Class Clusters

Class clusters are a design pattern that the Foundation framework makes extensive use of. Class clusters group a number of private concrete subclasses under a public abstract superclass. The grouping of classes in this way simplifies the publicly visible architecture of an object-oriented framework without reducing its functional richness. Class clusters are based on the Abstract Factory design pattern.

Without Class Clusters: Simple Concept but Complex Interface

To illustrate the class cluster architecture and its benefits, consider the problem of constructing a class hierarchy that defines objects to store numbers of different types (char, int, float, double). Because numbers of different types have many features in common (they can be converted from one type to another and can be represented as strings, for example), they could be represented by a single class. However, their storage requirements differ, so it’s inefficient to represent them all by the same class. Taking this fact into consideration, one could design the class architecture depicted in Figure 1-1 to solve the problem.

Figure 1-1  A simple hierarchy for number classes
A simple hierarchy for number classes

Number is the abstract superclass that declares in its methods the operations common to its subclasses. However, it doesn’t declare an instance variable to store a number. The subclasses declare such instance variables and share in the programmatic interface declared by Number.

So far, this design is relatively simple. However, if the commonly used modifications of these basic C types are taken into account, the class hierarchy diagram looks more like Figure 1-2.

Figure 1-2  A more complete number class hierarchy
A more complete number class hierarchy

The simple concept—creating a class to hold number values—can easily burgeon to over a dozen classes. The class cluster architecture presents a design that reflects the simplicity of the concept.

With Class Clusters: Simple Concept and Simple Interface

Applying the class cluster design pattern to this problem yields the class hierarchy in Figure 1-3 (private classes are in gray).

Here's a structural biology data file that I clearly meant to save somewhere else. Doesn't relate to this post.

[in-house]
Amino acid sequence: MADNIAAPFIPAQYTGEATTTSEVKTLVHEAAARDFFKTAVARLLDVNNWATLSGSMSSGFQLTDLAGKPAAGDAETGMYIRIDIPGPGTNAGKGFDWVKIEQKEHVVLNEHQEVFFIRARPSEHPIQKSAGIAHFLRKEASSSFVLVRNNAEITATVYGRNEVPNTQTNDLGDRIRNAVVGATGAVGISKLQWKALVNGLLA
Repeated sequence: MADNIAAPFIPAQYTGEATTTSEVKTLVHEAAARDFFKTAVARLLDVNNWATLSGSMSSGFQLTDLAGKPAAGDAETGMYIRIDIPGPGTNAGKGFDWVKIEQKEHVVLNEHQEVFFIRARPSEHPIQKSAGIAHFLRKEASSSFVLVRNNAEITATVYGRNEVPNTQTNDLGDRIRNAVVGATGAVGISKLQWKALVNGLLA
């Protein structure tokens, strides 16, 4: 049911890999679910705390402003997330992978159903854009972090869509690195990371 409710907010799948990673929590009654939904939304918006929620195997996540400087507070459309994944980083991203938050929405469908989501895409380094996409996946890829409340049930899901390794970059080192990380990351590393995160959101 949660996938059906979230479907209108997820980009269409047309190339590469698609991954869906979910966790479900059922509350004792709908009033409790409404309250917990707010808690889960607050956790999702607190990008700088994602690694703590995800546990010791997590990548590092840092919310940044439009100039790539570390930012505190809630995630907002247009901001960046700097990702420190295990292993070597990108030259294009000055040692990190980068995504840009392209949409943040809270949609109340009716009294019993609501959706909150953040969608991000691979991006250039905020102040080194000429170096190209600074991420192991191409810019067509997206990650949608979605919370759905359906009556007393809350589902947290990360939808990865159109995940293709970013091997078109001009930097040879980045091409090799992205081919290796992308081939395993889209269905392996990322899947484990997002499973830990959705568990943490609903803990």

Figure 1-3  Class cluster architecture applied to number classes
Class cluster architecture applied to number classes

Users of this hierarchy see only one public class, Number, so how is it possible to allocate instances of the proper subclass? The answer is in the way the abstract superclass handles instantiation.

Creating Instances

The abstract superclass in a class cluster must declare methods for creating instances of its private subclasses. It’s the superclass’s responsibility to dispense an object of the proper subclass based on the creation method that you invoke—you don’t, and can’t, choose the class of the instance.

In the Foundation framework, you generally create an object by invoking a +className... method or the alloc... and init... methods. Taking the Foundation framework’s NSNumber class as an example, you could send these messages to create number objects:

NSNumber *aChar = [NSNumber numberWithChar:’a’];
NSNumber *anInt = [NSNumber numberWithInt:1];
NSNumber *aFloat = [NSNumber numberWithFloat:1.0];
NSNumber *aDouble = [NSNumber numberWithDouble:1.0];

You are not responsible for releasing the objects returned from factory methods. Many classes also provide the standard alloc... and init... methods to create objects that require you to manage their deallocation.

Each object returned—aChar, anInt, aFloat, and aDouble—may belong to a different private subclass (and in fact does). Although each object’s class membership is hidden, its interface is public, being the interface declared by the abstract superclass, NSNumber. Although it is not precisely correct, it’s convenient to consider the aChar, anInt, aFloat, and aDouble objects to be instances of the NSNumber class, because they’re created by NSNumber class methods and accessed through instance methods declared by NSNumber.

Class Clusters with Multiple Public Superclasses